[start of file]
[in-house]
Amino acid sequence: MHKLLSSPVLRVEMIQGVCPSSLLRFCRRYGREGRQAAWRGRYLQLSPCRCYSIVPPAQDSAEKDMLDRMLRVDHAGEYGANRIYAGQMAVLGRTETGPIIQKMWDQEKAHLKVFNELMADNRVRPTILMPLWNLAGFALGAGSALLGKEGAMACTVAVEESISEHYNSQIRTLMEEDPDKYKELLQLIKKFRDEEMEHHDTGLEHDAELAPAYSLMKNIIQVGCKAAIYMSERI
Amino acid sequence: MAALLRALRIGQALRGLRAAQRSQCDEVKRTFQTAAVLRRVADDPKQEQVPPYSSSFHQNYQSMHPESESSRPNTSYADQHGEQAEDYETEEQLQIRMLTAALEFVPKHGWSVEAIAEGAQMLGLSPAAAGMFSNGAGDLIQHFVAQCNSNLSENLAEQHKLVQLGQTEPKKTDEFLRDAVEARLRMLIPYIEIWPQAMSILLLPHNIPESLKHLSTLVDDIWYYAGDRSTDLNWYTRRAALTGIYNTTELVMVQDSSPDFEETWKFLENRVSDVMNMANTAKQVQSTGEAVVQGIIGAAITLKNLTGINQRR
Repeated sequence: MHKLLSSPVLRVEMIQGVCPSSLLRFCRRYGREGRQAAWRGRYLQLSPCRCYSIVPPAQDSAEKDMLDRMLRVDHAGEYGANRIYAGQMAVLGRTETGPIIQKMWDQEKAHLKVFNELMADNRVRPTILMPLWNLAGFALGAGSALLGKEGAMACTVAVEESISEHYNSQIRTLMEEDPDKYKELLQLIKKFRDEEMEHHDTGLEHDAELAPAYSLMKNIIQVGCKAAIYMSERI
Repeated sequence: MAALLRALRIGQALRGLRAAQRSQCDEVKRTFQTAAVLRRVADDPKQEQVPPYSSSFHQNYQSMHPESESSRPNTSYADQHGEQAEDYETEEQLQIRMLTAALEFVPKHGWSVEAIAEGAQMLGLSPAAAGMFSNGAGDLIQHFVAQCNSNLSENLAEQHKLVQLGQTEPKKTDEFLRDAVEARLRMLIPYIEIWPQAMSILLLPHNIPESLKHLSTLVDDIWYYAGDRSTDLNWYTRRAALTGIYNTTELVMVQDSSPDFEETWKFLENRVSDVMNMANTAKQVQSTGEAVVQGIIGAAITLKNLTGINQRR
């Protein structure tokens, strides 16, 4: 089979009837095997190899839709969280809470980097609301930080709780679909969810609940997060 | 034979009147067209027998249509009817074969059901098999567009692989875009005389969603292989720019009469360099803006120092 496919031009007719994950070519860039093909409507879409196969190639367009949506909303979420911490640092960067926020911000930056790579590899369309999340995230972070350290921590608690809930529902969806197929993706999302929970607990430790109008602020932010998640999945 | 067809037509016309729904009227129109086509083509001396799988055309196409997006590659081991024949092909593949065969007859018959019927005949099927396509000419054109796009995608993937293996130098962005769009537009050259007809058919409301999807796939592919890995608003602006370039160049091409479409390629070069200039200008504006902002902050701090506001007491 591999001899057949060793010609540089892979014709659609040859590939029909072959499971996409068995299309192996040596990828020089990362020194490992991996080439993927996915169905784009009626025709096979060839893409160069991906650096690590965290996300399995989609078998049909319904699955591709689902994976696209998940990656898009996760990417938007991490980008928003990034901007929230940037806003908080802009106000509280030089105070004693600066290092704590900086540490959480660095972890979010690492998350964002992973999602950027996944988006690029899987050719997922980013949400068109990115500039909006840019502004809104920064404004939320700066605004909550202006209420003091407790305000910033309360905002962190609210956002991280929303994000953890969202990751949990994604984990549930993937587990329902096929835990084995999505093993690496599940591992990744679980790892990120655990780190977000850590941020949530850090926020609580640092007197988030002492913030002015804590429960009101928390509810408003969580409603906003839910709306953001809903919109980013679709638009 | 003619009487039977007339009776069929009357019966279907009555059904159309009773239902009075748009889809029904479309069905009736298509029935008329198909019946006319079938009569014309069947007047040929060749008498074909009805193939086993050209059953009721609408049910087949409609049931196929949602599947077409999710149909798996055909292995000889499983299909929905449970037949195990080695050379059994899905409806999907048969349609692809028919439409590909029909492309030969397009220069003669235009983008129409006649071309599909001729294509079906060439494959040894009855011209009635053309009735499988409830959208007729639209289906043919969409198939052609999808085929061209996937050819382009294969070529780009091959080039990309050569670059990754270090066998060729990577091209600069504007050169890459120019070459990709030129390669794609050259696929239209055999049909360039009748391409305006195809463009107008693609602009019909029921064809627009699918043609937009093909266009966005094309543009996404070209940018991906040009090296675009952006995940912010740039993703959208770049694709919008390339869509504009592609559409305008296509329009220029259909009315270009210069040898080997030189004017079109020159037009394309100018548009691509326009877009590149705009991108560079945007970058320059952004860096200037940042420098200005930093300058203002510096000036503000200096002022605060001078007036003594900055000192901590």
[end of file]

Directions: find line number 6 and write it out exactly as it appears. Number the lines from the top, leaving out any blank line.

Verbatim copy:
């Protein structure tokens, strides 16, 4: 089979009837095997190899839709969280809470980097609301930080709780679909969810609940997060 | 034979009147067209027998249509009817074969059901098999567009692989875009005389969603292989720019009469360099803006120092 496919031009007719994950070519860039093909409507879409196969190639367009949506909303979420911490640092960067926020911000930056790579590899369309999340995230972070350290921590608690809930529902969806197929993706999302929970607990430790109008602020932010998640999945 | 067809037509016309729904009227129109086509083509001396799988055309196409997006590659081991024949092909593949065969007859018959019927005949099927396509000419054109796009995608993937293996130098962005769009537009050259007809058919409301999807796939592919890995608003602006370039160049091409479409390629070069200039200008504006902002902050701090506001007491 591999001899057949060793010609540089892979014709659609040859590939029909072959499971996409068995299309192996040596990828020089990362020194490992991996080439993927996915169905784009009626025709096979060839893409160069991906650096690590965290996300399995989609078998049909319904699955591709689902994976696209998940990656898009996760990417938007991490980008928003990034901007929230940037806003908080802009106000509280030089105070004693600066290092704590900086540490959480660095972890979010690492998350964002992973999602950027996944988006690029899987050719997922980013949400068109990115500039909006840019502004809104920064404004939320700066605004909550202006209420003091407790305000910033309360905002962190609210956002991280929303994000953890969202990751949990994604984990549930993937587990329902096929835990084995999505093993690496599940591992990744679980790892990120655990780190977000850590941020949530850090926020609580640092007197988030002492913030002015804590429960009101928390509810408003969580409603906003839910709306953001809903919109980013679709638009 | 003619009487039977007339009776069929009357019966279907009555059904159309009773239902009075748009889809029904479309069905009736298509029935008329198909019946006319079938009569014309069947007047040929060749008498074909009805193939086993050209059953009721609408049910087949409609049931196929949602599947077409999710149909798996055909292995000889499983299909929905449970037949195990080695050379059994899905409806999907048969349609692809028919439409590909029909492309030969397009220069003669235009983008129409006649071309599909001729294509079906060439494959040894009855011209009635053309009735499988409830959208007729639209289906043919969409198939052609999808085929061209996937050819382009294969070529780009091959080039990309050569670059990754270090066998060729990577091209600069504007050169890459120019070459990709030129390669794609050259696929239209055999049909360039009748391409305006195809463009107008693609602009019909029921064809627009699918043609937009093909266009966005094309543009996404070209940018991906040009090296675009952006995940912010740039993703959208770049694709919008390339869509504009592609559409305008296509329009220029259909009315270009210069040898080997030189004017079109020159037009394309100018548009691509326009877009590149705009991108560079945007970058320059952004860096200037940042420098200005930093300058203002510096000036503000200096002022605060001078007036003594900055000192901590």